[Federal Register Volume 62, Number 120 (Monday, June 23, 1997)]
[Pages 33868-33870]
From the Federal Register Online via the Government Publishing Office [www.gpo.gov]
[FR Doc No: 97-16353]




Notice of Availability of Waste Minimization Software and 

AGENCY: Environmental Protection Agency.

ACTION: Notice of availability for public comment of a draft software 
package and other draft documents pertaining to priorities for waste 


SUMMARY: The Environmental Protection Agency (EPA) is announcing the 
availability of a beta-test version of a software package which will 
prioritize chemicals according to their persistence, bioaccumulation, 
toxicity, and quantity; a draft list of chemicals derived from the 
software and ranked according to persistence, bioaccumulation, and 
toxicity; and a crosswalk identifying which RCRA waste codes are likely 
to contain these chemicals. These materials have been prepared in order 
to assist hazardous waste generators, government agencies, technical 
assistance centers, and others involved in waste minimization in making 
progress towards the goals of EPA's 1994 Waste Minimization National 
Plan, which calls for a fifty percent reduction in the presence of the 
most persistent, bioaccumulative, and toxic chemicals in hazardous 
wastes by the year 2005.

DATES: Written comments will be received by August 7, 1997 to the 
addresses below.

ADDRESSES: Please send an original and two copies of comments, 
referencing docket number F-97-MPCA-FFFFF, to: RCRA Docket Information 
Center, Office of Solid Waste (5305G), U.S. Environmental Protection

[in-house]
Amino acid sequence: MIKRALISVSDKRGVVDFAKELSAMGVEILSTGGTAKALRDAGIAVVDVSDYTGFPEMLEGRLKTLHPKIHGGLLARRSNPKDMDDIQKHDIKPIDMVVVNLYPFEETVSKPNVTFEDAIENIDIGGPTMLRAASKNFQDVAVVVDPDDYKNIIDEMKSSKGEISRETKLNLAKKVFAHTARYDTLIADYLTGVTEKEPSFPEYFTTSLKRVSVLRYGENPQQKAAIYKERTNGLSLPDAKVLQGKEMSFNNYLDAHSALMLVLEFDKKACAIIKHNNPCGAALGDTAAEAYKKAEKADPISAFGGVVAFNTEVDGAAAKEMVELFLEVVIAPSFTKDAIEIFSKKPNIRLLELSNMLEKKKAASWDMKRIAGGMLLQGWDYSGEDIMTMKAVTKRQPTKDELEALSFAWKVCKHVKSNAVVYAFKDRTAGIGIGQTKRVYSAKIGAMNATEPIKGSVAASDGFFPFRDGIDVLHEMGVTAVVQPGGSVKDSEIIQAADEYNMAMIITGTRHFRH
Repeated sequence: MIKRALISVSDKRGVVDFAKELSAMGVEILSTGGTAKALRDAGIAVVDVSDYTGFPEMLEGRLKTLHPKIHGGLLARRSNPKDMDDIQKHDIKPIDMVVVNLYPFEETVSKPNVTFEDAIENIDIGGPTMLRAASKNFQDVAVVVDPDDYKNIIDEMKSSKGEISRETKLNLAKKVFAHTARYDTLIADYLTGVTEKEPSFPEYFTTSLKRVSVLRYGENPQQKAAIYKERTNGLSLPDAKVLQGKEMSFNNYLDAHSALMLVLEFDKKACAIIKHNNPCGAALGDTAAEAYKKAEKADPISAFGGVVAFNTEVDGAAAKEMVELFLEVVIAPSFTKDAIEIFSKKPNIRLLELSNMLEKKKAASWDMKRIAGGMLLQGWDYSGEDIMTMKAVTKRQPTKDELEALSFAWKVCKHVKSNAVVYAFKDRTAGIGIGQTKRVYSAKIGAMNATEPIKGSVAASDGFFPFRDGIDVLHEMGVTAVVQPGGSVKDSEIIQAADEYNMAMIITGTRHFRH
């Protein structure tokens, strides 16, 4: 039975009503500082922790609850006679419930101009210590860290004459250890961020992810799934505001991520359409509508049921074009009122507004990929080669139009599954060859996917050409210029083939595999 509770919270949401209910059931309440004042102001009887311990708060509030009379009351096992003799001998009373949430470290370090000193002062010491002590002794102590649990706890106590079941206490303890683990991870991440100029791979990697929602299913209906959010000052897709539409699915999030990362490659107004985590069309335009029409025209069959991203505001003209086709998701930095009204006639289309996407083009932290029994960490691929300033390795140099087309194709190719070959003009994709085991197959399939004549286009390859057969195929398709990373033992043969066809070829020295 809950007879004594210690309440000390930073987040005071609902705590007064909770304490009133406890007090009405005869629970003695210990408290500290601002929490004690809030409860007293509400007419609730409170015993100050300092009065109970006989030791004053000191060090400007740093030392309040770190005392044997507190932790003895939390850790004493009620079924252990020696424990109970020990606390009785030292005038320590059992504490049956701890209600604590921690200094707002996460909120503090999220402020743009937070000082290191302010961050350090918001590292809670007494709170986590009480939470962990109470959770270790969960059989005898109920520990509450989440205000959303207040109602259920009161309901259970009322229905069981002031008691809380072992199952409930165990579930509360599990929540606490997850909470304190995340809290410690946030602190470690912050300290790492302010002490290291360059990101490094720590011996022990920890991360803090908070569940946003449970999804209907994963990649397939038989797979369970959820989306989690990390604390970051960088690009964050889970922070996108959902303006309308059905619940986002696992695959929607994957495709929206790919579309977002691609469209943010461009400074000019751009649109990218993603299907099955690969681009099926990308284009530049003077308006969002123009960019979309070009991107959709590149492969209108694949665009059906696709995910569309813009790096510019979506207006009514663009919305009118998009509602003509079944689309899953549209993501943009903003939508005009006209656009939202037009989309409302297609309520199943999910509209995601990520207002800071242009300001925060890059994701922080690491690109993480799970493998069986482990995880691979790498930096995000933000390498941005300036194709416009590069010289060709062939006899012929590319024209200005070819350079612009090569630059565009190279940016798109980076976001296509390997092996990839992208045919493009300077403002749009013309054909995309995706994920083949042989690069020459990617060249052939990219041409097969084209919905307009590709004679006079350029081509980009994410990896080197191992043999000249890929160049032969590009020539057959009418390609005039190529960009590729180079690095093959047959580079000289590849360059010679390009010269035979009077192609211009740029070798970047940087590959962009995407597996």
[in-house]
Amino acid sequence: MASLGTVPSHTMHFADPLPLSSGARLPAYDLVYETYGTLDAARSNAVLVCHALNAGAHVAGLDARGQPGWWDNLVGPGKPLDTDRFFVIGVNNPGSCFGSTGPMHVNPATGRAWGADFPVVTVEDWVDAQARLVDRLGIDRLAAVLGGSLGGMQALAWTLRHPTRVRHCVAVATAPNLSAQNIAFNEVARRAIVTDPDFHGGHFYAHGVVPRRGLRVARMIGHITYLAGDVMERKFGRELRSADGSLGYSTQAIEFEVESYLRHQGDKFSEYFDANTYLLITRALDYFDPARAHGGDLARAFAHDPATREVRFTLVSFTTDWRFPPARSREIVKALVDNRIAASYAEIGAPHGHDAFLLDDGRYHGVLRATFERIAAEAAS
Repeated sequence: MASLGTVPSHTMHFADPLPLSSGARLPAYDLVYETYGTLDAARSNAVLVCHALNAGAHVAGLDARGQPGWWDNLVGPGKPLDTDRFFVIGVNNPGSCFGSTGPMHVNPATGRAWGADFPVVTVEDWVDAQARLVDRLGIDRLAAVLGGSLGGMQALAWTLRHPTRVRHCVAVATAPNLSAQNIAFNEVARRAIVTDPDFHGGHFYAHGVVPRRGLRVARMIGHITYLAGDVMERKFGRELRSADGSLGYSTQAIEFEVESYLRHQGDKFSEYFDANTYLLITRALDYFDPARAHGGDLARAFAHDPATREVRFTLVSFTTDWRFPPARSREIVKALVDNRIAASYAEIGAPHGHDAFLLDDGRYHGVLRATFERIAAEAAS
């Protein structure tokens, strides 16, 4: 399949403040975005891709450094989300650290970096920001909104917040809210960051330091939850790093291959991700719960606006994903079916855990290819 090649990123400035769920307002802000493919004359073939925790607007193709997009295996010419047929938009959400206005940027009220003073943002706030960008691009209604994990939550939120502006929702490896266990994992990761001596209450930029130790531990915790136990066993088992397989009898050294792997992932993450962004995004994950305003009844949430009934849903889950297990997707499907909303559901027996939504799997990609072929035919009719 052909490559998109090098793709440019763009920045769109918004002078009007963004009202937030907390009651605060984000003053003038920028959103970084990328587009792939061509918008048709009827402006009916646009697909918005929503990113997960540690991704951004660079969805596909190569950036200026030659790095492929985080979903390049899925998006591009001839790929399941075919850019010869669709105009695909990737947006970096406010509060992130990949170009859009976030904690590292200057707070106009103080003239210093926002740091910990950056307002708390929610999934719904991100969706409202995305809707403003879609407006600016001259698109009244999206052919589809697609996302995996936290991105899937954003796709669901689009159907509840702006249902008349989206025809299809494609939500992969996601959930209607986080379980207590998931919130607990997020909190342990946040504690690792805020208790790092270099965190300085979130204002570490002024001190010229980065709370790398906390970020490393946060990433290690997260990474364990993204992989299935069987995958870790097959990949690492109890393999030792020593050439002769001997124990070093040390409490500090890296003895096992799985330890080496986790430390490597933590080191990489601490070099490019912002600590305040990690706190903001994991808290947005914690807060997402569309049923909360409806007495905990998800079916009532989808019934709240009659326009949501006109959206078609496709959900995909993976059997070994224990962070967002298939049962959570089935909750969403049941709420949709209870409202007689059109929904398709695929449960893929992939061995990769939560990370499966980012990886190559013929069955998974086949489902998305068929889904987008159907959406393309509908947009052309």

Agency Headquarters (EPA, HQ), 401 M Street, SW, Washington, DC 20460. 
Hand deliveries of comments should be made to the Arlington, VA, 
address listed below. Comments may also be submitted electronically by 
sending electronic mail through the Internet to: rcra-
[email protected]. Comments in electronic format should also be 
identified by the docket number F-97-MPCA-FFFFF. All electronic 
comments must be submitted as an ASCII file avoiding the use of special 
characters and any form of encryption.
    Commenters should not submit electronically any confidential 
business information (CBI). An original and two copies of CBI must be 
submitted under separate cover to: RCRA CBI Document Control Officer, 
Office of Solid Waste (5305W), U.S. EPA, 401 M Street, SW, Washington, 
DC 20460.
    Public comments and supporting materials are available for viewing 
in the RCRA Information Center (RIC), located at Crystal Gateway I, 
First Floor, 1235 Jefferson Davis Highway, Arlington, VA. The RIC is 
open from 9 a.m. to 4 p.m., Monday through Friday, excluding federal 
holidays. To review docket materials, it is recommended that the public 
make an appointment by calling (703) 603-9230. The public may copy a 
maximum of 100 pages from any regulatory docket at no charge. 
Additional copies cost $0.15/page.
    Copies of the software package and the documents cited in this 
notice can be obtained by calling the RCRA/Superfund/CERCLA Hotline at 
(800) 424-9346, TDD (800) 553-7672 (hearing impaired), or (703) 412-
9810 in the Washington, DC metropolitan area, from 9 a.m. until 6 p.m. 
Eastern time.
    The software package and documents are also available in electronic 
format on the Internet, and can be obtained by accessing:

WWW: http://www.epa.gov/epaoswer/hazwaste/minimize.
FTP: ftp.epa/gov
Login: anonymous
Password: your Internet address

    Files are located in /pub/gopher/OSWRCRA.

FOR FURTHER INFORMATION CONTACT: For general questions pertaining to 
waste minimization, specific aspects of this notice, or information on 
public meetings to discuss comments, contact the RCRA/Superfund/EPCRA 
Hotline at the telephone numbers cited above, or U.S. Environmental 
Protection Agency, Office of Solid Waste, Waste Minimization Branch, 
401 M Street, SW., (5302W), Washington, DC 20460; telephone: (703) 308-
8402, fax: (703) 308-8433.


I. Background

    In November 1994, EPA released the Waste Minimization National Plan 
(National Plan, WMNP). The National Plan focuses on reducing the 
generation and subsequent release to the environment of the most 
persistent, bioaccumulative, and toxic chemicals in hazardous wastes, 
and establishes three goals:
    (1) To reduce, as a nation, the presence of the most persistent,